As previously known, prolonged social isolation has negative consequences on human behavior as we are social animals. A new study supports this assertion.
Moriel Zelikowsky, et al., publish a study in the journal “Cell” in which they demonstrate how prolonged social isolation leads to a range of behavioral changes in rodents, including increased aggression, fear, and heightened sensitivity to threatening stimuli.
Prior to this study, a particular substance known as “tachykinin” had already been discovered in fruit flies, which promotes aggression in socially isolated flies. This substance binds to specific receptors on neurons, influencing the function of neural circuits.
Subsequently, it was found that this substance was not exclusive to insects but is also present in mice. The tachykinin gene (Tac2) in mice produces “neurokinin B” (NkB), a substance found in neurons in the cerebral amygdala and the hypothalamus, brain regions involved in emotional and social behavior. These scientists demonstrated how chronic social isolation led to an increase in the expression of this gene and this substance in the brain. They also found that when mice were administered a substance that blocks “neurokinin B,” their behavior returned to normal.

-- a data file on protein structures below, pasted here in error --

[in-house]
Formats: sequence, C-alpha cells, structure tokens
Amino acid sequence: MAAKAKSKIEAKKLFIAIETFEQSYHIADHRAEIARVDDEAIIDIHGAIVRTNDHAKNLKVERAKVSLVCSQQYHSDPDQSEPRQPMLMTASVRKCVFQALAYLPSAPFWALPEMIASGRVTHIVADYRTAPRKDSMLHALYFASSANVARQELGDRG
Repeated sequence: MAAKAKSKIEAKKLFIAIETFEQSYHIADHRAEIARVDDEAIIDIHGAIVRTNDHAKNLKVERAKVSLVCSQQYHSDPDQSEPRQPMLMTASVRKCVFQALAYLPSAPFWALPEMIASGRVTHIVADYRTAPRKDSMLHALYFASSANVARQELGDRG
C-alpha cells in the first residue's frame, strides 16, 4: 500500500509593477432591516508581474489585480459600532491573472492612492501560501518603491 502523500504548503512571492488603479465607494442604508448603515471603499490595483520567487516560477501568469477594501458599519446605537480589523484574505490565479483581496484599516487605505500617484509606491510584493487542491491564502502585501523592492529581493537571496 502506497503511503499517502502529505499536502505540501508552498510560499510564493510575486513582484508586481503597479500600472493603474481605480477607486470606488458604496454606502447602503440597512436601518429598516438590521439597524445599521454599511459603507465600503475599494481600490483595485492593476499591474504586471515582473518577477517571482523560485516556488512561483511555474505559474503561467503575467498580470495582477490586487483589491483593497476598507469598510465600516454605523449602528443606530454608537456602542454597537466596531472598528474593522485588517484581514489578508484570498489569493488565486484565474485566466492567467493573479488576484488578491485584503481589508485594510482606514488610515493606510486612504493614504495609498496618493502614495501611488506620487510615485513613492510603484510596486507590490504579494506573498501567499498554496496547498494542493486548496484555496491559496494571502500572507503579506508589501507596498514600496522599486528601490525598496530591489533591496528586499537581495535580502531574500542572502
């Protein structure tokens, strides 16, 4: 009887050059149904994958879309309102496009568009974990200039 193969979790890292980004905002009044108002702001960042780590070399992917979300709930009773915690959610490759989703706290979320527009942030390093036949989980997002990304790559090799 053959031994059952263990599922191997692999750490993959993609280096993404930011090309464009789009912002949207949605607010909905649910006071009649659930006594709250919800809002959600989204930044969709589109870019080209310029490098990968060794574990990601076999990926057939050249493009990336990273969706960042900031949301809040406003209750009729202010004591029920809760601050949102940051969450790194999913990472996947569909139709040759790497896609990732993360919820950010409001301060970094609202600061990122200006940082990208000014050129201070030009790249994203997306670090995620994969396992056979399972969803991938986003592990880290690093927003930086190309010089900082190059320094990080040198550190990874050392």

Conversely, if the production of this neurokinin was increased, the animals became distressed and isolated. Humans also have a similar Tac2 system in the brain, so this discovery in rodents could have potential implications for understanding how chronic isolation and stress affect human behavior.